Cumbrian pupils' joy at unearthing 4,000-year-old gold ornament

DIG THIS: The unearthed gold object, believed to be a hair tress

FINDERS: The Alston schoolboys at the dig site

First published in News

A 4,000-year-old gold ornament has been uncovered by Cumbrian schoolboys during an archaeological dig.

The children, from Alston Primary School, were taking part in an excavation at Kirkhaugh in the north Pennines when they saw a glint of gold in the soil.

The decorated object, which was found in a burial mound, is believed to be a hair tress from around 2,300 BC.

One of the boys, Joseph Bell, aged seven, admitted ‘dancing with joy’ when he saw the glinting gold.

Experts have dated the ornament, which is 1.3in (33mm) long, to the Copper Age. It was found alongside three flint arrowheads and a jet button.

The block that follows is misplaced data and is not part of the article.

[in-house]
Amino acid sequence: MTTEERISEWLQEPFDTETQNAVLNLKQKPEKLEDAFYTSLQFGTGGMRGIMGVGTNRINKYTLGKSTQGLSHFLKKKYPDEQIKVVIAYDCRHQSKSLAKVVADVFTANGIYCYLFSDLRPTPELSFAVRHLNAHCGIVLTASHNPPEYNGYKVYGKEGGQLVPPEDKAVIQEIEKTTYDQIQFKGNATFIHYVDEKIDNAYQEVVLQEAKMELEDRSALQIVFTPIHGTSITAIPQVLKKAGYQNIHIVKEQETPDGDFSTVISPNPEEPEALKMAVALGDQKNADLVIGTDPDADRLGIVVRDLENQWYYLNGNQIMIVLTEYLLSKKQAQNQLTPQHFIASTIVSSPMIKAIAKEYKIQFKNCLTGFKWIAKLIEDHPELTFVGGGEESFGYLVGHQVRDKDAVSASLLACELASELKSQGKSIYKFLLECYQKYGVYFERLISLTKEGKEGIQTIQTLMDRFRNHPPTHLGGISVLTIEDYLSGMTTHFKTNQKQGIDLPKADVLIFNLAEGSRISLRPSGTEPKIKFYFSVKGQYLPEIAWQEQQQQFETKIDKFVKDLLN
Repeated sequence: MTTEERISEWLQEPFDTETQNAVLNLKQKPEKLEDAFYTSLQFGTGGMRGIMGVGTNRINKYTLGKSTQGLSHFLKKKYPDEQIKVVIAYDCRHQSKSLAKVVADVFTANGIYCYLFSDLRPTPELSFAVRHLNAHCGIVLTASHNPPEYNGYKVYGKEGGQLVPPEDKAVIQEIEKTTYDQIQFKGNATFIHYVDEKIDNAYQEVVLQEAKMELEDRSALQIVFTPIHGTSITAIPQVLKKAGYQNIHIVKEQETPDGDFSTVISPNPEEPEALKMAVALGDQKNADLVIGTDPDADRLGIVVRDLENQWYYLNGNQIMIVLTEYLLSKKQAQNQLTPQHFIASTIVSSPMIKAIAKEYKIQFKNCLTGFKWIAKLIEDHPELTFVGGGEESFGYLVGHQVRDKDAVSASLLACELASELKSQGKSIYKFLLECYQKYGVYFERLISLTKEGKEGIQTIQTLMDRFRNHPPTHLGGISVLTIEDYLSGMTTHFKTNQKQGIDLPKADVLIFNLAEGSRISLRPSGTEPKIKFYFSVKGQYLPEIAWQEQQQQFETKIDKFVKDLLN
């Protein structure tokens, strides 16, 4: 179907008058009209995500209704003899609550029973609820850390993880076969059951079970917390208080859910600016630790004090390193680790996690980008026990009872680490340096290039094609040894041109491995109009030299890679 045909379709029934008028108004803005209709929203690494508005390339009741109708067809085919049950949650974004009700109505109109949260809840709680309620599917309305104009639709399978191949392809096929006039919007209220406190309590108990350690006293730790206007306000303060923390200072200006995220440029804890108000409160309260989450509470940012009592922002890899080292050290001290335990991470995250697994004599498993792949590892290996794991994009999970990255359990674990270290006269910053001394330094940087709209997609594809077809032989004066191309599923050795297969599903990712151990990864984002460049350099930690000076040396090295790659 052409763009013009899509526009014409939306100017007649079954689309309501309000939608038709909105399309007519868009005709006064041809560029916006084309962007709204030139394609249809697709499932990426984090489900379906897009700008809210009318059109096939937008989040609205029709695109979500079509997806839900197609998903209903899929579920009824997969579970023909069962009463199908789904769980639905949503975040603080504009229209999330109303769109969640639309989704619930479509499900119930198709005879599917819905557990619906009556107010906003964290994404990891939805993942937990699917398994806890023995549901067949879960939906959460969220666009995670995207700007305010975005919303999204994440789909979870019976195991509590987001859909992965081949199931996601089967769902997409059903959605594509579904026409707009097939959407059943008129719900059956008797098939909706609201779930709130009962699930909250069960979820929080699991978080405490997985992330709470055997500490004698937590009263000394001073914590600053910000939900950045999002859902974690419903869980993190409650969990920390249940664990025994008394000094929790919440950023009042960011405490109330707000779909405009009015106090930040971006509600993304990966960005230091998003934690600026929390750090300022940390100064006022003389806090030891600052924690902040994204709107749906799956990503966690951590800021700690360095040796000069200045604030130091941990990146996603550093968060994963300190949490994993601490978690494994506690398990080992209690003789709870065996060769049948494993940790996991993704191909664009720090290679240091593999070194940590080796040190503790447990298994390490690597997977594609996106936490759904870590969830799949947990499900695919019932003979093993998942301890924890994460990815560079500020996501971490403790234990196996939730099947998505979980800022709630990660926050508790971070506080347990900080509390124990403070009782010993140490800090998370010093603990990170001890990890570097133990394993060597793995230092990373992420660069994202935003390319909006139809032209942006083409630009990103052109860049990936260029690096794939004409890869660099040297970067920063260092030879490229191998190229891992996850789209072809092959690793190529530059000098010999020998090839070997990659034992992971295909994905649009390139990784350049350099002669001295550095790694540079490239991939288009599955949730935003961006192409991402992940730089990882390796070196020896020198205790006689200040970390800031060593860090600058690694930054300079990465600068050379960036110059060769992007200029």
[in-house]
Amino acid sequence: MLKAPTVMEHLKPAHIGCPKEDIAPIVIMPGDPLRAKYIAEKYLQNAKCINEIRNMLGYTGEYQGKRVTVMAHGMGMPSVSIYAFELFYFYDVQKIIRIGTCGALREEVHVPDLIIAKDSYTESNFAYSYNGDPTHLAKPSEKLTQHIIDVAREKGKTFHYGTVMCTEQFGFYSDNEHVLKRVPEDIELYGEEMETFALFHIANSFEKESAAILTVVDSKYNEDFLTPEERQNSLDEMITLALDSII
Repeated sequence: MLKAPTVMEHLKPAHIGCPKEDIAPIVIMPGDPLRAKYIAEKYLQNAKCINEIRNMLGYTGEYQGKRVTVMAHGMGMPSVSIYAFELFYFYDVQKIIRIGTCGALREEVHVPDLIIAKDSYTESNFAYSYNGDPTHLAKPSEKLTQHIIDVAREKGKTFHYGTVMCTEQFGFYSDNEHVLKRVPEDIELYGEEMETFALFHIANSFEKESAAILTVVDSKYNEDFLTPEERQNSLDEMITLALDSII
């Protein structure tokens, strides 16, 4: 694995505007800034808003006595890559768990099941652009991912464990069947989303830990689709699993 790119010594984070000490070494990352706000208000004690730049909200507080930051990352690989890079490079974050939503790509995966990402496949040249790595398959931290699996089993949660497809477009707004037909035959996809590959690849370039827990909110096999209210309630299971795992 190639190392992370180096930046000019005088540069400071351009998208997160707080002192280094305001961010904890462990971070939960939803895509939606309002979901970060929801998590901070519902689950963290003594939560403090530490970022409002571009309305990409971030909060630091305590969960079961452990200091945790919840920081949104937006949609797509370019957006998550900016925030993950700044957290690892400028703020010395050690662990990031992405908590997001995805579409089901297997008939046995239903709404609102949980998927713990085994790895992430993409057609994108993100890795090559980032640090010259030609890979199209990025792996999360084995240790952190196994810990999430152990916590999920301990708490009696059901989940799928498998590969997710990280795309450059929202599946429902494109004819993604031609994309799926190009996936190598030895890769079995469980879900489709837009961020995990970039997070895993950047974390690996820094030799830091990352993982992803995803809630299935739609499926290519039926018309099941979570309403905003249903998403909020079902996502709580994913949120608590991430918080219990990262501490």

Eight-year-old Luca Alderson, said: "When I first saw it I felt happy but I thought it was plastic. When I found out it was gold, I was very happy."

This find is believed to be connected to a matching object found at Kirkhaugh during an excavation in 1935.

The dig was arranged by the North Pennines Area of Outstanding Natural Beauty as part of an archaeology project.

Paul Frodsham, who led the project, said: "All archaeological sites are important in their own way, but this is exceptional.

"It can be regarded as marking the very start of mineral exploitation in the North Pennines, leading in due course to Roman exploitation of lead and silver, and eventually to the vast post-medieval lead industry for which the region is internationally famous."

After being analysed by specialists, it is hoped the head tress will be reunited with the one found in 1935 which is housed at the Great North Museum in Newcastle.

Comments

Comments are closed on this article.

Send us your news, pictures and videos

Most read stories

Local Info

Enter your postcode, town or place name

About cookies

We want you to enjoy your visit to our website. That's why we use cookies to enhance your experience. By staying on our website you agree to our use of cookies. Find out more about the cookies we use.

I agree